Fighting the IRC’s Fire Sprinkler Mandate: Success at the State Level!
Perhaps you recall these photos from Legislative Day when of a record number of HBA members met with our legislators in Jefferson City in February about issues affecting the housing industry? One of those issues was the decision of national code officials to mandate fire sprinklers in every newly constructed residential structure in the new code.
The bottom line is that your advocacy efforts were effective and our legislators listened. After many additional phone calls, letters, emails and meetings, our HBA and others in the state met with fire officials in Jefferson City in April to hammer out an acceptable solution. That meeting ended successfully thanks especially to your President Rusty MacLachlan. As well, Greene County Building Regulations official Dave O’Dell attended the meeting and was incredibly helpful to the conversation by explaining the challenges the mandate presented to local governments and why a solution would be welcome. The consensus — legislative language that prevents local governmental bodies from forcing fire sprinkler installation on single family homes. Instead, builders agree to a mandatory offer of a fire sprinkler system to the home owner. The best part is that this legislation allows the homeowner to make the choice about fire sprinklers for themselves and it ensures that decision is a well-educated one. THAT SOLUTION, IN THE FORM OF HOUSE BILL 103, HAS PASSED IN BOTH HOUSES AWAITS THE GOVERNOR’S SIGNATURE TO BECOME LAW.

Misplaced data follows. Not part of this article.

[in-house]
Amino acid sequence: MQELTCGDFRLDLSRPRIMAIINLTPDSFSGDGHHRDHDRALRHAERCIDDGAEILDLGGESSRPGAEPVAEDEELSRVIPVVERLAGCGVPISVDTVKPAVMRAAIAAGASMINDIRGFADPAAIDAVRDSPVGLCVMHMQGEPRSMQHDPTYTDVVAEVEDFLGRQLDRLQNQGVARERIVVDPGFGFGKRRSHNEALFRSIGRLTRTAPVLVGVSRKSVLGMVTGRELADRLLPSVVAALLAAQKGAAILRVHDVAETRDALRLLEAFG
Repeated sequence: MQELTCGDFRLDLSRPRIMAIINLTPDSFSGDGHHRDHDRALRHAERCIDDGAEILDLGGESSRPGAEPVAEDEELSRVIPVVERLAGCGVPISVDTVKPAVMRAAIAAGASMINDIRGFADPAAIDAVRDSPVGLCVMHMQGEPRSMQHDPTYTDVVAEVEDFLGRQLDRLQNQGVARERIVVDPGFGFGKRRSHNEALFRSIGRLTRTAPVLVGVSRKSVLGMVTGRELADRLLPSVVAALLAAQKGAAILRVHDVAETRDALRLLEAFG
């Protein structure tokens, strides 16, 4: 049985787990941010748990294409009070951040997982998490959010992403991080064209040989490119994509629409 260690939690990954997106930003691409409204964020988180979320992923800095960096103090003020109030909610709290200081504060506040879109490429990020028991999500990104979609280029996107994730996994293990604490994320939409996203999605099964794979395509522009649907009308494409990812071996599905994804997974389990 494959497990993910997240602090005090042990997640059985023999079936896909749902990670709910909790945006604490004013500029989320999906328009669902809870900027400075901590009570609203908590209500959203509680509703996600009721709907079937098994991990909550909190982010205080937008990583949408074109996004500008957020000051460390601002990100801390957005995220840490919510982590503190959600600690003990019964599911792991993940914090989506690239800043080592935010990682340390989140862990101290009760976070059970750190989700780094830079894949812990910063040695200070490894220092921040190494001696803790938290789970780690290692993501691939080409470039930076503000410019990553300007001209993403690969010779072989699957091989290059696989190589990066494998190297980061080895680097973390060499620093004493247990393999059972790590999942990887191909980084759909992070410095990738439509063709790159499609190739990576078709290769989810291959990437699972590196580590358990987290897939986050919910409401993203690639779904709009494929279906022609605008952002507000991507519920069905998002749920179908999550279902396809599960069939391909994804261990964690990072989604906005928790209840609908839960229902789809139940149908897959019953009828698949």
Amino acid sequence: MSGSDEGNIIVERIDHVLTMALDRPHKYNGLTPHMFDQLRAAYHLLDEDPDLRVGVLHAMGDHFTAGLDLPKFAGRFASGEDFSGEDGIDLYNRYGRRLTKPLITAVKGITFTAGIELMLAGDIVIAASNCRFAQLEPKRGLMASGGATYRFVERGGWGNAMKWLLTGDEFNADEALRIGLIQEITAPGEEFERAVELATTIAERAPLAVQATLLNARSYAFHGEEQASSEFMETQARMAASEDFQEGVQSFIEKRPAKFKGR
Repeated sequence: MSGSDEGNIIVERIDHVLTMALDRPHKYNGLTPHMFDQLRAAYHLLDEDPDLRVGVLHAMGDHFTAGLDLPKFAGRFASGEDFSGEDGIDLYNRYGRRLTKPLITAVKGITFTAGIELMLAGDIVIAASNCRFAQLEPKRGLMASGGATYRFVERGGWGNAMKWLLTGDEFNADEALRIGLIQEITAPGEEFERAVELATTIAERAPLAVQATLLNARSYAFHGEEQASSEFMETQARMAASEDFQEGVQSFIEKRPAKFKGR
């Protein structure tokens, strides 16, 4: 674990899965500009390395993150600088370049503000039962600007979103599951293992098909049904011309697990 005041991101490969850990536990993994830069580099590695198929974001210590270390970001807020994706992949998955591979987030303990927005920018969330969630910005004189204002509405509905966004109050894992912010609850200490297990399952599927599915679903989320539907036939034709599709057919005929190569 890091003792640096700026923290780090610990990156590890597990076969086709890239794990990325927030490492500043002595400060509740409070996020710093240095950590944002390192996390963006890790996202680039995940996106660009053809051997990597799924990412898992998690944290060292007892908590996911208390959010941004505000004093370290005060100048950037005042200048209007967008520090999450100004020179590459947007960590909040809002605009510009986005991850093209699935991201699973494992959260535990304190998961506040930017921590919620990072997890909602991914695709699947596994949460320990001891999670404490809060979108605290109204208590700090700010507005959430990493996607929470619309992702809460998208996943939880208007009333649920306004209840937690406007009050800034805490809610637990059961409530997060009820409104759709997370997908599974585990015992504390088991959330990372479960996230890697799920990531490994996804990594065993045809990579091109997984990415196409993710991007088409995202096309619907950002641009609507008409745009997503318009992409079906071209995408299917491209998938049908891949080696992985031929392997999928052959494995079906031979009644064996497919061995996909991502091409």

Perhaps even more important for the long-term, while the statewide legislation sunsets at the end of 2011, fire officials and the housing industry have agreed to work together to encourage local governments to adopt a similar ordinance after that state law sunsets. This helps us maintain local control related to this issue and it offers local governments a legally viable alternative to adoption of the residential fire sprinkler portion of the code. This solution also helps us document the home buyers’ response to this option in a measurable way. That will be useful data to guide future public policy decision-making related to this issue locally. There will be documentation that demonstrates a trend in how home buyers respond to the option of fire sprinklers. No one can tell us what home buyers want. We will have real data that tells policy makers what home buyers want.
The language from the “Truly Agreed & Finally Passed” legislation is below:
67.281. A builder of single family dwellings or residences or multi-unit dwellings of four or fewer units shall offer to any purchaser on or before the time of entering into the purchase contract the option, at the purchaser’s cost, to install or equip fire sprinklers in the dwelling, residence, or unit. Notwithstanding any other provision of law to the contrary, no purchaser of such a single family dwelling, residence, or multi-unit dwelling shall be denied the right to choose or decline to install a fire sprinkler system in such dwelling or residence being purchased by any code, ordinance, rule, regulation, order, or resolution by any county or other political subdivision. Any county or other political subdivision shall provide in any such code, ordinance, rule, regulation, order, or resolution the mandatory option for purchasers to have the right to choose and the requirement that builders offer to purchasers the option to purchase fire sprinklers in connection with the purchase of any single family dwelling, residence, or multi-unit dwelling of four or fewer units. The provisions of this section shall expire on December 31, 2011.
If you have questions or would like more information, contact Matt Morrow or Jennifer McClure at the HBA office, 881.3711 or email: email@example.com or firstname.lastname@example.org